I don’t want to come across as some sort of pretentious Grumpy Gus who needs all of his films to be about humanity and our struggle, because I can also thoroughly enjoy something like Deep Blue Sea, a mindless creature feature. For those unfamiliar with the film, it involves a group of scientists trying to find a cure for Alzheimer’s disease, which is done by experimenting on sharks which inadvertently ends up making them supersmart. Of course the sharks are upset about this, so when a terrible storm destroys the underwater lair of the scientists, the sharks escape, wreak havoc and eat Michael Rapaport. Obviously the sharks are the villains, but they might as well have been octopus or stingrays or eels to begin with, as it wasn’t until science intervened that they were turned into supersmart killing machines.

With the good, comes the bad, and in this case, the bad really tip the scales of how sharks are portrayed in Hollywood. I know what you’re thinking, and no, using the word “scales” isn’t my attempt at a pun, because we all know that sharks don’t have scales and instead are covered in dermal denticles, which are essentially small teeth. Wait, that is something we all know, right? Maybe?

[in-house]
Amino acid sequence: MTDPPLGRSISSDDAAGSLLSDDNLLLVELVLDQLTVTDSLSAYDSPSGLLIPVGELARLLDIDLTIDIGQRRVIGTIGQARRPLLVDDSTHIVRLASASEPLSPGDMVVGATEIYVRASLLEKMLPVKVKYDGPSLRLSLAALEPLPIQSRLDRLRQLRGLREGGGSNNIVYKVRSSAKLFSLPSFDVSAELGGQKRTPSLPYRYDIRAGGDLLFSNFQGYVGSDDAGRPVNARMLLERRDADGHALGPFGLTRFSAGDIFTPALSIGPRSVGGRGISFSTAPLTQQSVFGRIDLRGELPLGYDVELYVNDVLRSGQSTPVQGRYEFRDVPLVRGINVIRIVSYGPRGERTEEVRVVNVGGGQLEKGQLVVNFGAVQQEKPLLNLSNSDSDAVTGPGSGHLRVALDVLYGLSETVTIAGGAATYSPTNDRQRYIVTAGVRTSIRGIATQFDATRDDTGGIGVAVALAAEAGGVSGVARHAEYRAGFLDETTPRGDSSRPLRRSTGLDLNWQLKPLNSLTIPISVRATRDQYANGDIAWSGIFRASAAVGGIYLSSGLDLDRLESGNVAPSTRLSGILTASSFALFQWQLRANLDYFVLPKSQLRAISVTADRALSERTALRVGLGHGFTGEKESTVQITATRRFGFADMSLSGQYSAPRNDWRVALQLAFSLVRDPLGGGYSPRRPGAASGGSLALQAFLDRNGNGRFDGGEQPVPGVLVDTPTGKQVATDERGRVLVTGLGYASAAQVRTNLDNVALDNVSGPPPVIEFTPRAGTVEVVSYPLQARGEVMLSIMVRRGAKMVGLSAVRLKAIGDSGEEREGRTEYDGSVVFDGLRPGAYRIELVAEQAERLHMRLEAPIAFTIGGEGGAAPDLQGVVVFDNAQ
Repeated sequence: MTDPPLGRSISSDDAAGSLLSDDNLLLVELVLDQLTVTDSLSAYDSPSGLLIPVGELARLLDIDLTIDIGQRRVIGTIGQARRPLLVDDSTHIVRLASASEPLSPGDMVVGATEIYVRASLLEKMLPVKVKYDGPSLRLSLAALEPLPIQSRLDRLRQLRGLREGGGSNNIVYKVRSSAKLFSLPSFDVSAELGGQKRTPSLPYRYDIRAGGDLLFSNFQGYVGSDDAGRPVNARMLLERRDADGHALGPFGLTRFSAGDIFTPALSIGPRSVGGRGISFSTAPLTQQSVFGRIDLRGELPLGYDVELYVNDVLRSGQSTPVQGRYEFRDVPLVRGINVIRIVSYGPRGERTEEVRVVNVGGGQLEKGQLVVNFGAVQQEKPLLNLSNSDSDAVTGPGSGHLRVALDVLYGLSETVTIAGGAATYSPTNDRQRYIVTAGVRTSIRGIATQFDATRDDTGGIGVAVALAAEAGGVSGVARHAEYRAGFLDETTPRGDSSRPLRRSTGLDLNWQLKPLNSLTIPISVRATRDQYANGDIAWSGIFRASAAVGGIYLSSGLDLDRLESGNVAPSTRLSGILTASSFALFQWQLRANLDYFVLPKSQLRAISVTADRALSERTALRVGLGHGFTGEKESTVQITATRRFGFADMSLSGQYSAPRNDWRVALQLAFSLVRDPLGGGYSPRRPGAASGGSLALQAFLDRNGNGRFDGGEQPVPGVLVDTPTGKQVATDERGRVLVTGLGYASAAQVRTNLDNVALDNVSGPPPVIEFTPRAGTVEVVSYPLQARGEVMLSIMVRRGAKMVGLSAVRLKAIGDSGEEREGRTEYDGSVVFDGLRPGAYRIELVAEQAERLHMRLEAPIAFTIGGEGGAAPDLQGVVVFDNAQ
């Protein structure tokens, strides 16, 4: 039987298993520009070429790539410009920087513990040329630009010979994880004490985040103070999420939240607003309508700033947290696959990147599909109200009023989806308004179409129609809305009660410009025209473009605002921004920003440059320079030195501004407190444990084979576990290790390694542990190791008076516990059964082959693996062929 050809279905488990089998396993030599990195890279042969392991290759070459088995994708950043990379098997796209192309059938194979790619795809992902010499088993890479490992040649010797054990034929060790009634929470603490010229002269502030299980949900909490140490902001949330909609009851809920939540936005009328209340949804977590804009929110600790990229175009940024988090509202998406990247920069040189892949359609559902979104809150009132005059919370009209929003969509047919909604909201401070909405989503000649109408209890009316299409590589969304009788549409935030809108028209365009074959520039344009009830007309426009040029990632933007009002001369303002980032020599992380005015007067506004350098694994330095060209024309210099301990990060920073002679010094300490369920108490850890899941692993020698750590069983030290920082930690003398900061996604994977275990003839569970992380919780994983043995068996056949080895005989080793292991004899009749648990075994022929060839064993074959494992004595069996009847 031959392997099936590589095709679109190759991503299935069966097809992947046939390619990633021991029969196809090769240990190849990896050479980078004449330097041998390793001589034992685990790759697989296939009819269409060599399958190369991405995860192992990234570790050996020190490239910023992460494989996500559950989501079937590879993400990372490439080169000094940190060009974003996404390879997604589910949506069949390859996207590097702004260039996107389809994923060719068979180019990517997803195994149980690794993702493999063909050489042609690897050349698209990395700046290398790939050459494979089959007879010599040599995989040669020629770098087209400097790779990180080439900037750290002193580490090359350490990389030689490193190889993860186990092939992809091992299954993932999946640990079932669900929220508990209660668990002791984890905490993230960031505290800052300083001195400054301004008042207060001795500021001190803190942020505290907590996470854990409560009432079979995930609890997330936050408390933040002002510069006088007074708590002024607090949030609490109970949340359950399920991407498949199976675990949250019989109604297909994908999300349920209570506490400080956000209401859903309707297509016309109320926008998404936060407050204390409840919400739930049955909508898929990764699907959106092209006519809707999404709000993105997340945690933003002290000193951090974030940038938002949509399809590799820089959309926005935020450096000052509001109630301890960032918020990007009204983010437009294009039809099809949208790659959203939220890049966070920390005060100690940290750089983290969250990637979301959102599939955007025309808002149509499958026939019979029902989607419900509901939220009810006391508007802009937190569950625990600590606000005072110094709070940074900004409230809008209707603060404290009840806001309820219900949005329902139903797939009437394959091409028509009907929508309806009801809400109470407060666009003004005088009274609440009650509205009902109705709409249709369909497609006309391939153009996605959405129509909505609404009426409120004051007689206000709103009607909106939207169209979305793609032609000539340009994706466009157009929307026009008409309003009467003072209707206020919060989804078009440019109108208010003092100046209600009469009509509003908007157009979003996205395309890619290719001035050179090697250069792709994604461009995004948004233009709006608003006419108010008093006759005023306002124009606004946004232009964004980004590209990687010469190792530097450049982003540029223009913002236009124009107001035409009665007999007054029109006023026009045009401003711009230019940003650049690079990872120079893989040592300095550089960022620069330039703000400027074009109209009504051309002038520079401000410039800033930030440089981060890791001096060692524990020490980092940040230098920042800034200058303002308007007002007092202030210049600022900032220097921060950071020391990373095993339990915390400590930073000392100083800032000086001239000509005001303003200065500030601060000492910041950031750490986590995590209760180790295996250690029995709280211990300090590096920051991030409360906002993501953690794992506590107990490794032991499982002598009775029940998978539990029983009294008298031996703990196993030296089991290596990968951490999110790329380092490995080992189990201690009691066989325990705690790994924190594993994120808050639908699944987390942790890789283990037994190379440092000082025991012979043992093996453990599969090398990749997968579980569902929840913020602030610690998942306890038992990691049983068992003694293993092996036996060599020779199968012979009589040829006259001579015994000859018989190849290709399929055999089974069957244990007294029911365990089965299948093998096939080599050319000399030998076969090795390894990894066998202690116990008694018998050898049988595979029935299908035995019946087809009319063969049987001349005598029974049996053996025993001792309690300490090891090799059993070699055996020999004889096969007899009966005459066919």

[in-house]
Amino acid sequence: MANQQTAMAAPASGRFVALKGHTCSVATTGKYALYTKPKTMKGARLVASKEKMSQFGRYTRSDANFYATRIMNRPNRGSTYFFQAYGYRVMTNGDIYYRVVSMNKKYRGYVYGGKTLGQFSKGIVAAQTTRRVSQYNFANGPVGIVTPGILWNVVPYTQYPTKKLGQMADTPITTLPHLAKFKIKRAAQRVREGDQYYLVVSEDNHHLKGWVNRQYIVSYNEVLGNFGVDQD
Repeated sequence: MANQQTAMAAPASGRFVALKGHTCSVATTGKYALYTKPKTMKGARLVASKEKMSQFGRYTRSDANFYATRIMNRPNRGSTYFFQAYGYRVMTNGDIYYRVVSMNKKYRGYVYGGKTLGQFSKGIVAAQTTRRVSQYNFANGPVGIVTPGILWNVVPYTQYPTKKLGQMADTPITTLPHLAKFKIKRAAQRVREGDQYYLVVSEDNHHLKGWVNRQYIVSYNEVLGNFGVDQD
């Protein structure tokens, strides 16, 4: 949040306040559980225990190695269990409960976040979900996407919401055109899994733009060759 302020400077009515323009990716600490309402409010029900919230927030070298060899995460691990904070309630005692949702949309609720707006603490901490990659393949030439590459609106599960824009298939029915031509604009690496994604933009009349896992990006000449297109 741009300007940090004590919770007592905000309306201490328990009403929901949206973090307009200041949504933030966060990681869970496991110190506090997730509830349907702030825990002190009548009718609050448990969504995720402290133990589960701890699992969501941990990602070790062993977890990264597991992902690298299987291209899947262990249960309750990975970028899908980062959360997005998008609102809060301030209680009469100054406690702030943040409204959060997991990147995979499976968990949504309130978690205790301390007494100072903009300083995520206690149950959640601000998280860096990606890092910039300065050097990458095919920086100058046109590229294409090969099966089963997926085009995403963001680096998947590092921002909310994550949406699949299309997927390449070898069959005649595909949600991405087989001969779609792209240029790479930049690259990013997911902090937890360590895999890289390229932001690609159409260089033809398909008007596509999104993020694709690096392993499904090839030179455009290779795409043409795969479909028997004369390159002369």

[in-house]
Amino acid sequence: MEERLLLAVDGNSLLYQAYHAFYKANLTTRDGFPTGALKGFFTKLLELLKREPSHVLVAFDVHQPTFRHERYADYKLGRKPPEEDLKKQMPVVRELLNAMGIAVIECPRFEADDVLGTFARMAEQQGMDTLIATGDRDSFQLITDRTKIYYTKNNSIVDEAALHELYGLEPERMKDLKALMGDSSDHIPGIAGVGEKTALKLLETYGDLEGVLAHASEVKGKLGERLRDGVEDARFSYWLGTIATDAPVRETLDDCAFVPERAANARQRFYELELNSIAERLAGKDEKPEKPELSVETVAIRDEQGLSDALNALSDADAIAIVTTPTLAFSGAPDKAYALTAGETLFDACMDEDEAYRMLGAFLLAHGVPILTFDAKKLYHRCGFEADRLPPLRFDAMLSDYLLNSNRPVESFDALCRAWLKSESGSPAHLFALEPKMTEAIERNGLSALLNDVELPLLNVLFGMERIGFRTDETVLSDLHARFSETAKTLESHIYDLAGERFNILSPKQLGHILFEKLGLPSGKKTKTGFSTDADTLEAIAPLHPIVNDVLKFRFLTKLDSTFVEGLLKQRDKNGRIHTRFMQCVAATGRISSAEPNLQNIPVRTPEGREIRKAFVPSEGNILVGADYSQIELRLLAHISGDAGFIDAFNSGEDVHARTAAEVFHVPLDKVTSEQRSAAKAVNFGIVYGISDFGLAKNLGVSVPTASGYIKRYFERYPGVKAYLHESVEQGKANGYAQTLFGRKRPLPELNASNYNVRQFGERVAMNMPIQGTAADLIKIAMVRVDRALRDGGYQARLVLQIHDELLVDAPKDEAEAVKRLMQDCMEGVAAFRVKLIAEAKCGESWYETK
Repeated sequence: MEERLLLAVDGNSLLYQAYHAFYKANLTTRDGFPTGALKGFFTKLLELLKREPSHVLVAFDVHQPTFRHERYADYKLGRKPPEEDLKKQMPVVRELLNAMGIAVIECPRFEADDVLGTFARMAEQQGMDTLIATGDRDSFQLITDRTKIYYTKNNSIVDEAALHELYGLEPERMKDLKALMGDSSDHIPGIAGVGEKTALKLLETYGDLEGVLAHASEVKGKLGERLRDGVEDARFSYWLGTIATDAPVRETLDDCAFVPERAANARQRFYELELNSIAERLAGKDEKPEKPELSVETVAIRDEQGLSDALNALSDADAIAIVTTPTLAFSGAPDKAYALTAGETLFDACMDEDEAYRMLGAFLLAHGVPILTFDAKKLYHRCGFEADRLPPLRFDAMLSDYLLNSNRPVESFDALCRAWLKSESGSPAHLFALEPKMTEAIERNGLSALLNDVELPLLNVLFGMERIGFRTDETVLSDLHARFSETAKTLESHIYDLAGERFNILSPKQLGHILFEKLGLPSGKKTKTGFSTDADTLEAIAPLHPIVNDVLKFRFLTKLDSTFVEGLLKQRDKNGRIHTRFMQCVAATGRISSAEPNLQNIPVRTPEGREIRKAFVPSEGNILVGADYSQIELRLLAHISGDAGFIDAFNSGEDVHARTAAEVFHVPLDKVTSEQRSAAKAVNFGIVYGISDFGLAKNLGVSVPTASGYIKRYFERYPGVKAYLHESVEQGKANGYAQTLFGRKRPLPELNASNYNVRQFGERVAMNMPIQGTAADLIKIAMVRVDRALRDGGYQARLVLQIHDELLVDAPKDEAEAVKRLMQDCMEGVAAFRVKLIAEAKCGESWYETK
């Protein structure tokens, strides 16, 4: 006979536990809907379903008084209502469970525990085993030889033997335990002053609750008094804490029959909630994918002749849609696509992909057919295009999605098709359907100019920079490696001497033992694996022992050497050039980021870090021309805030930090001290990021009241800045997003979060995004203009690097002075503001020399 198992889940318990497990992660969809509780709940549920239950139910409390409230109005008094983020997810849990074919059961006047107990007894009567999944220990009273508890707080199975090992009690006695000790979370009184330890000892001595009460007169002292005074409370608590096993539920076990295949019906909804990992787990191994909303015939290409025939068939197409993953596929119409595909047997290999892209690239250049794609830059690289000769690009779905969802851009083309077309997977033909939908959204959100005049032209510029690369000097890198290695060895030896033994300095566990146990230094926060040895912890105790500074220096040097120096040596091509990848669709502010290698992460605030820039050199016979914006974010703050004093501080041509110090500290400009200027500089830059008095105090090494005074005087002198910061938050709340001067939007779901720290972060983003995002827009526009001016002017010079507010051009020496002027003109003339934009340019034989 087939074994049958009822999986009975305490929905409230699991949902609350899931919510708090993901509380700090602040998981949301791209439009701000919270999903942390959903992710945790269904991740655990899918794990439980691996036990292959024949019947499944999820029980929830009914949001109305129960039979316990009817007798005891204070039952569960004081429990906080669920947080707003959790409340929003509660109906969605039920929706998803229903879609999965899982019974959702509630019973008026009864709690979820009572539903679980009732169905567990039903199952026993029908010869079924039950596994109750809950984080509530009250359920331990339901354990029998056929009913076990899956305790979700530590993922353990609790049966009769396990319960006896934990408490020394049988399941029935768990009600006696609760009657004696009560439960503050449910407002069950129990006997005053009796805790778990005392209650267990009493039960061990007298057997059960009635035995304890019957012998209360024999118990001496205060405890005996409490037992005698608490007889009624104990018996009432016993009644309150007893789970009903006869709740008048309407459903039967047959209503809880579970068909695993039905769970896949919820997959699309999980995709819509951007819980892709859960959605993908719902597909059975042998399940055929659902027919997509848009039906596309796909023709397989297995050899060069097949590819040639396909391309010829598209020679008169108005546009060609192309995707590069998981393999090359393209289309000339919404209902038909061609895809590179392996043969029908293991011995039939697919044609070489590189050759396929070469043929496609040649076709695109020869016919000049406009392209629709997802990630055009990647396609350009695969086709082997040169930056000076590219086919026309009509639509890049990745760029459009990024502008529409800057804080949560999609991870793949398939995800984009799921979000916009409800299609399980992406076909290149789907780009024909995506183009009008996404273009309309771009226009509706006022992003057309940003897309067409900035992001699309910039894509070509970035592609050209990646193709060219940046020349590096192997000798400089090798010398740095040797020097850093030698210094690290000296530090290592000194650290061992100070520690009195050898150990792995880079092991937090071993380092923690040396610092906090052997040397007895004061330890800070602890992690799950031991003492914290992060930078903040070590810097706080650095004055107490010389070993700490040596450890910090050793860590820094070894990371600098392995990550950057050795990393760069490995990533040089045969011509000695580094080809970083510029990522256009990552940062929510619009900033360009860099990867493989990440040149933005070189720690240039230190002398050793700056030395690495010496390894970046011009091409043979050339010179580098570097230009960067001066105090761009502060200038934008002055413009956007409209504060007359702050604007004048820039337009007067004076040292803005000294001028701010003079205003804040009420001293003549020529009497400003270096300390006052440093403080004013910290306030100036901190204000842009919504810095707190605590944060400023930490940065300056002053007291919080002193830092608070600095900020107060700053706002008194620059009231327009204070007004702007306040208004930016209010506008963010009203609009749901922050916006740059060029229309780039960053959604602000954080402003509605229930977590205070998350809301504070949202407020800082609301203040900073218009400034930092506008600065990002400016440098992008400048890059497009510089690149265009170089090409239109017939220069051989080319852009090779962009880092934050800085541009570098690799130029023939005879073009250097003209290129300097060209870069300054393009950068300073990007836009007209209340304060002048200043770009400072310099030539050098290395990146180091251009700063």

A film like Shark Night does say that there are almost 350 species of sharks and mentions that bull sharks are the only species that can live in both fresh and saltwater, which are both accurate statements. Or maybe you prefer the Australian film Bait that gives more realistic sizes of sharks, placing a great white as closer to 12 feet. Despite bringing in facts, this doesn’t change the fact that “real” sharks are depicted as being starved and having college coeds fed to them so rednecks can capitalize on the popularity of Shark Week or having a tsunami trap people in a flooded supermarket with a great white stalking them, both concepts being completely insane. I like to think that the general movie fan understands the insanity of a tornado of sharks or a megashark being unfrozen to battle not only a giant octopus but also a crocosaurus, whatever the hell that is. Come to think of it, I’m going to go out on a limb and say that a “crocosaurus” isn’t even a real thing! (I’ll Bing it and get back to you.) One thing I am sure of is that just by putting “shark” in the title of something, the audience can expect to see top predators reduced to a one-trick pony. Or in this case, a one-trick sea pony. Should’ve stopped at the scales pun, don’t you think?